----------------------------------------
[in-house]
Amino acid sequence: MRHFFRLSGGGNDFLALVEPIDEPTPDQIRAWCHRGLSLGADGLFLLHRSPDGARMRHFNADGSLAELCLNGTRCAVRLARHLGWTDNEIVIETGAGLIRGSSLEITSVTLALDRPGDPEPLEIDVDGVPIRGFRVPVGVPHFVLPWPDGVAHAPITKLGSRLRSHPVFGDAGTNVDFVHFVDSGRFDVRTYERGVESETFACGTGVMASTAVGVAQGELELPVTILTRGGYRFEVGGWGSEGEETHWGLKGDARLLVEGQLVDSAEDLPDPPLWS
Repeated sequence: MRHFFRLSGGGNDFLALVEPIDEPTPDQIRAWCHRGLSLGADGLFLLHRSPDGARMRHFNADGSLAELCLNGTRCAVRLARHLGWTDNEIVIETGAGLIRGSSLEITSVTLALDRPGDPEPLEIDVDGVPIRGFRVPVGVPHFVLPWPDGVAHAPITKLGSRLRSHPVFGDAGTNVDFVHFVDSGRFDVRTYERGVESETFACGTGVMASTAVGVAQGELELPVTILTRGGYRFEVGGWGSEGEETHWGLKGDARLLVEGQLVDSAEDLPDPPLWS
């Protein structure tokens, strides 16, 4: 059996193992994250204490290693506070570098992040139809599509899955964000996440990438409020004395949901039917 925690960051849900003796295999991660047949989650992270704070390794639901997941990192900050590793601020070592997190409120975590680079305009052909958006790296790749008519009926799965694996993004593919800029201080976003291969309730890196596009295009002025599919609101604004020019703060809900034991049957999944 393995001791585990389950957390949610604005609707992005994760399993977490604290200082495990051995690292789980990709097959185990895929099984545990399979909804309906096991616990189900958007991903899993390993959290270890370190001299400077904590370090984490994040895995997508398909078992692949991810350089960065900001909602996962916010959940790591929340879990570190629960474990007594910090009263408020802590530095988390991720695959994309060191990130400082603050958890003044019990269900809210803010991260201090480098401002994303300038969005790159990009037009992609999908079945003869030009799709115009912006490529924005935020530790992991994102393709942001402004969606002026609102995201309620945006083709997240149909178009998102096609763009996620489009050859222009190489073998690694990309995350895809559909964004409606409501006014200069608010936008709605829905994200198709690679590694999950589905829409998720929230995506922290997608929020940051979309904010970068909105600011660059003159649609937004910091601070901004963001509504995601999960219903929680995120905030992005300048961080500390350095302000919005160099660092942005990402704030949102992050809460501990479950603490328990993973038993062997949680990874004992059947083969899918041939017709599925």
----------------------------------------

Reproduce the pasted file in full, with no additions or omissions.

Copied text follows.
[in-house]
Amino acid sequence: MRHFFRLSGGGNDFLALVEPIDEPTPDQIRAWCHRGLSLGADGLFLLHRSPDGARMRHFNADGSLAELCLNGTRCAVRLARHLGWTDNEIVIETGAGLIRGSSLEITSVTLALDRPGDPEPLEIDVDGVPIRGFRVPVGVPHFVLPWPDGVAHAPITKLGSRLRSHPVFGDAGTNVDFVHFVDSGRFDVRTYERGVESETFACGTGVMASTAVGVAQGELELPVTILTRGGYRFEVGGWGSEGEETHWGLKGDARLLVEGQLVDSAEDLPDPPLWS
Repeated sequence: MRHFFRLSGGGNDFLALVEPIDEPTPDQIRAWCHRGLSLGADGLFLLHRSPDGARMRHFNADGSLAELCLNGTRCAVRLARHLGWTDNEIVIETGAGLIRGSSLEITSVTLALDRPGDPEPLEIDVDGVPIRGFRVPVGVPHFVLPWPDGVAHAPITKLGSRLRSHPVFGDAGTNVDFVHFVDSGRFDVRTYERGVESETFACGTGVMASTAVGVAQGELELPVTILTRGGYRFEVGGWGSEGEETHWGLKGDARLLVEGQLVDSAEDLPDPPLWS
């Protein structure tokens, strides 16, 4: 059996193992994250204490290693506070570098992040139809599509899955964000996440990438409020004395949901039917 925690960051849900003796295999991660047949989650992270704070390794639901997941990192900050590793601020070592997190409120975590680079305009052909958006790296790749008519009926799965694996993004593919800029201080976003291969309730890196596009295009002025599919609101604004020019703060809900034991049957999944 393995001791585990389950957390949610604005609707992005994760399993977490604290200082495990051995690292789980990709097959185990895929099984545990399979909804309906096991616990189900958007991903899993390993959290270890370190001299400077904590370090984490994040895995997508398909078992692949991810350089960065900001909602996962916010959940790591929340879990570190629960474990007594910090009263408020802590530095988390991720695959994309060191990130400082603050958890003044019990269900809210803010991260201090480098401002994303300038969005790159990009037009992609999908079945003869030009799709115009912006490529924005935020530790992991994102393709942001402004969606002026609102995201309620945006083709997240149909178009998102096609763009996620489009050859222009190489073998690694990309995350895809559909964004409606409501006014200069608010936008709605829905994200198709690679590694999950589905829409998720929230995506922290997608929020940051979309904010970068909105600011660059003159649609937004910091601070901004963001509504995601999960219903929680995120905030992005300048961080500390350095302000919005160099660092942005990402704030949102992050809460501990479950603490328990993973038993062997949680990874004992059947083969899918041939017709599925």